© 2019 Adrian Earnshaw - All rights reserved
The blank screen stares back at you. All those ideas you had have suddenly evaporated. How do you get those creative thoughts flowing again? In this blog post I give you 5 ways to get back in the flow.
We’ve all been there. Ideas for your next opus have been bouncing around your head all day and you cannot wait to hit the studio. However, when you get in front of the screen those ideas become like mist in the wind and evaporate.
The first thing to realise is that starting from a blank piece of paper or screen is the hardest part. It is always easier to pick up something partially completed.
By the end of this article you should have some ammo to fire against that nasty monster called “Writer’s Block”.
As a musician we all know how to form chords and are probably familiar with certain progressions that work out of the box. A gazillion songs have been written using just 3 chords, I, IV & V. Programme a progression into your DAW, cycle/loop it for a period of 16 bars and jam over the top of it.
It is amazing how the fact you have actually made a start and put something down kick starts the brain. However, if you are not well versed in chord progressions there are tools out there to help.
Plugin Boutique offer a plugin called Scaler, which comes jam packed with chord progression suggestions ready made. You can also experiment by using the progression builder and dragging the final arrangement into your DAW as MIDI.
Another option out there is an offering from Xfer Records called Cthulu. This is quite a nifty piece of software that allows you to rework Bach Chorales into new progressions. I will, however, review these two plugins in a future blog post.
“The first thing to realise is that starting from a blank piece of paper or screen is the hardest part. It is always easier to pick up something partially completed.“
If you are not feeling inspired grab your favourite synthesizer and make a favourites patch folder. A simple sound can ultimately inspire your next track. Using this approach gives you a starting palette and takes some of the pressure off from programming the sound before you tuck into writing.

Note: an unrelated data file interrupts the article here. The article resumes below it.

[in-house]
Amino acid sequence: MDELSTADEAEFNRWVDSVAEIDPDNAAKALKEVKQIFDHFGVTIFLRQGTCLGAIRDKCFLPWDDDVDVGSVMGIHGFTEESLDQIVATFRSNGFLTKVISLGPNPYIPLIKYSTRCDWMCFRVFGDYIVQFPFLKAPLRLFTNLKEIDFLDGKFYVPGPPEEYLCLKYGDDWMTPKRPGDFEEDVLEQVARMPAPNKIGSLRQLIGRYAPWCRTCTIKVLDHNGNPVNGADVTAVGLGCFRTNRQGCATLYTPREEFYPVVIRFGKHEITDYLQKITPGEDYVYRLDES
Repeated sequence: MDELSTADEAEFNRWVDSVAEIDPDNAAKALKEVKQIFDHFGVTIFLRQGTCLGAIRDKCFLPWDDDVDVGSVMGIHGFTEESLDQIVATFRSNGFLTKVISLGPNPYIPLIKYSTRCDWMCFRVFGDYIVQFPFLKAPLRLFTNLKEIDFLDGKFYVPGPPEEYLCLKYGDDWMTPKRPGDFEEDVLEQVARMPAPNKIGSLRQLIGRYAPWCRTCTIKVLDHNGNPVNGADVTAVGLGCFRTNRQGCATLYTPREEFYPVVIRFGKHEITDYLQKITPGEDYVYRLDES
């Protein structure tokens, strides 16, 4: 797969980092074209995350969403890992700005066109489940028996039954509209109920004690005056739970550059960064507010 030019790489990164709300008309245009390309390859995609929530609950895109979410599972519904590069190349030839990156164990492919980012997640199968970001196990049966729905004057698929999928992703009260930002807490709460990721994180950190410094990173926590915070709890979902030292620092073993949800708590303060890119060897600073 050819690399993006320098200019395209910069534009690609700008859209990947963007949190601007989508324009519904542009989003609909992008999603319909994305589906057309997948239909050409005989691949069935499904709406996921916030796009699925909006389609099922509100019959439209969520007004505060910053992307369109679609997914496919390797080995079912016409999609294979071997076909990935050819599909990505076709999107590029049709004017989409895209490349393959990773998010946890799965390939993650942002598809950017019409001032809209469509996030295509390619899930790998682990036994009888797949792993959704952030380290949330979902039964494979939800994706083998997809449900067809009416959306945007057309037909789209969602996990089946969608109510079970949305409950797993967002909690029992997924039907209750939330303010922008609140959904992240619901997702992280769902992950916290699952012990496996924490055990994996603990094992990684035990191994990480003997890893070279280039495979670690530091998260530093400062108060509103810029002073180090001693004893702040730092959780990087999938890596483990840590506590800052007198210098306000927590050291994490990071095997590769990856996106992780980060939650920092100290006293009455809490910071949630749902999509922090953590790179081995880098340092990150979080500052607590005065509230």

If you are dead set against using presets then set some time aside to have a programming session in the studio. That way when you come to write it is a writing session.
Nothing beats (no pun intended) a good groove to get those creative juices flowing. This approach works nicely with the chord progression suggestion. Put these two together and you are already part way to writing a track – well done.
I would also suggest you experiment with layering drum loops to get something unique.
Sometimes facing the blank screen feels like taking on the Death Star. There is one little trick that can help you write melodies. All it takes is a simple set of dice.
This trick usually works best with a set of six dice but if you don’t have any physical ones to use there is always the virtual variety.
First pick the key you would like to write in. For this example we will use A minor. If the dice roll the following number 5, 1, 3, 6, 2, 5 you transfer these to the respective note names. This would translate to E, A, C, F, B, E on the keyboard.
If you couple this with a drum loop to get a sense of rhythm. The notes then slot into place in what seems like a completely random sequence of events.
Here we are, the final tip to beat that writer’s block. Grab a track, import it into your sequencer of choice and create a template map.
By this I mean to map out the track, for example when the drum/rhythm track starts, when certain instruments are brought in. Does the piece go verse, chorus, verse, chorus or is there something else at play?
When you have this mapped out save it as a template. That way you can use this and any other template tracks you create as a starting tool. You then simply transfer your ideas into the map and you have your unique track.
It is okay not to stick religiously to the template, in the end it is just a tool to get those creative ideas flowing.
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